I get this daily meditation from one of my new favorite places, The Cathedral of Hope in Dallas. Today's really speaks to me, and I wanted to share it here and remember it.
"A Word of Hope
Our lives are filled with contradictions. The sun which grows the crops that feed us can also scorch the earth; the ocean that swells to a raging Tsunami also sustains wondrous sea creatures; the drug designed to heal sometimes kills; a devastating loss becomes the place of transformation. We struggle most with contradictions in our lovers and our leaders. We are drawn by their virtues, their nobility, their passions, their vision, yet their flaws—their very human flaws-- leave us deeply disappointed. We feel hurt. We feel anger. We want to attack or cut our losses and run. So too with our beloved institutions when they let us down.
In the face of contradictions, we tend toward black/white, either/or reasoning, seeing winners and losers, saints and sinners, those who are for us and against us. You’re in “my camp” or “his camp;” you’re my friend or hers. But our spiritual teachers show us another way. Living in the midst of contradictions, holding the tension, resisting our tendencies for easy answers lead to far greater learning, far deeper loving.
Every Lent, as we live again the Pascal Mystery, the cross is our foremost symbol. It was an instrument of torture-- punishment imposed by the powers and principalities against “offenders.” Yet Jesus transformed the cross into a place of forgiveness, a place of ultimate surrender to the God whom he trusted completely. By its very construction the cross embodies contradiction: the vertical is grounded in earth and reaches toward “heaven;” the horizontal stretches out to the world on left and right, east and west. In the meeting of the two axes is the greatest tension, energy, and the greatest possibility of transformation. We take on the cross in our very bodies. If we extend our arms to each side, we can feel the pull of polarities—ideas, desires, values, people, groups. In the center of our chest—the energy core--we mirror both vulnerability and expansiveness: our heart space stretched open, our hands reaching out to the world—both sides. But unless we are anchored in the vertical-- prayerfully discerning the will of God, humbly seeking the path of Christ-- we will have enormous difficulty holding the tension. We are more likely to judge, to hold fast to this one, reject that one, more likely to be broken apart.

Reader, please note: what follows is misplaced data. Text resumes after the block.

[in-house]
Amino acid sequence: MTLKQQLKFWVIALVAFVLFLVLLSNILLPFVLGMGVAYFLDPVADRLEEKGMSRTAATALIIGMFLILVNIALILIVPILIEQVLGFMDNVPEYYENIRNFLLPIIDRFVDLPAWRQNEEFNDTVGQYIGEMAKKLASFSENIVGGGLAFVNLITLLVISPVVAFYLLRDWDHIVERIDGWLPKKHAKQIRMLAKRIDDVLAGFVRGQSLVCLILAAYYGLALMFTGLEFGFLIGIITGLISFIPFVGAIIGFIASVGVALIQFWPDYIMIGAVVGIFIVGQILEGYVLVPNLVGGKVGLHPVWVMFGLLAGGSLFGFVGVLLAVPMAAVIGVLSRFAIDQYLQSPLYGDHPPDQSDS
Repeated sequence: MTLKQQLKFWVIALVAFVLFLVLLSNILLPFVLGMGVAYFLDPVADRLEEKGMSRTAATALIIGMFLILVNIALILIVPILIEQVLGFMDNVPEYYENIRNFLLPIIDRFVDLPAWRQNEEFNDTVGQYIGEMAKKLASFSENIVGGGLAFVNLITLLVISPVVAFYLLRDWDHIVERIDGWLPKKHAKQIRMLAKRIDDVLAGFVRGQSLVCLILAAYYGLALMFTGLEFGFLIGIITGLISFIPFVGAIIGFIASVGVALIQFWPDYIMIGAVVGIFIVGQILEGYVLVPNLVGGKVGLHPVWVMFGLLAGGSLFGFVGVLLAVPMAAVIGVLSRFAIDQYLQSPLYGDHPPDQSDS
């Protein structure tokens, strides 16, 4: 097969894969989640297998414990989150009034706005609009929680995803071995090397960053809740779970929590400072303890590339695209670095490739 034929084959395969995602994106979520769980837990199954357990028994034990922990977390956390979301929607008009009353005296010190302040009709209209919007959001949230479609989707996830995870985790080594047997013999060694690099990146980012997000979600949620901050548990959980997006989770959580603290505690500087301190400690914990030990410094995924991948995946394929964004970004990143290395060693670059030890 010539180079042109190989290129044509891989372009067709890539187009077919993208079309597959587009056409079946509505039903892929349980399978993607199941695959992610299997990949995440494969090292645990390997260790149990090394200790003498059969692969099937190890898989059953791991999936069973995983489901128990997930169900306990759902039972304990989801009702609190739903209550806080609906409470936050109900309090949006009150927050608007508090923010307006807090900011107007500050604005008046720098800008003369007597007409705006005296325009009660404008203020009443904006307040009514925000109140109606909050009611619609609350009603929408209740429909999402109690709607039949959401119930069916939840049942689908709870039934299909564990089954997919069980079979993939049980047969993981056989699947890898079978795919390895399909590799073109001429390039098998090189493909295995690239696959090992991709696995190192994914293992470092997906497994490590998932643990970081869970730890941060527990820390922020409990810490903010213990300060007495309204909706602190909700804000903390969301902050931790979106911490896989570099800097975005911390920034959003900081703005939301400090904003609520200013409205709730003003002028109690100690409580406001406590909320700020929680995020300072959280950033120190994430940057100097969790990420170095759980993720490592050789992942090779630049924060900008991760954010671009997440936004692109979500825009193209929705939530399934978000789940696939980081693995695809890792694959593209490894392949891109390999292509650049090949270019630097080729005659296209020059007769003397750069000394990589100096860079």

If, however, we can come to live in the midst of the complexity and even the pain of contradiction, we may, as Palmer asserts, learn a larger truth than we had dreamed, live lives larger than we had ever imagined. We might, just for a moment, enter the mystery of God.
Oh, God, help us to hold the tension in the contradictions of our lives for whatever we need to learn there of wisdom and of love. Amen."
Devotion Author: Dr. Pat Saxon, Prayer Ministry Volunteer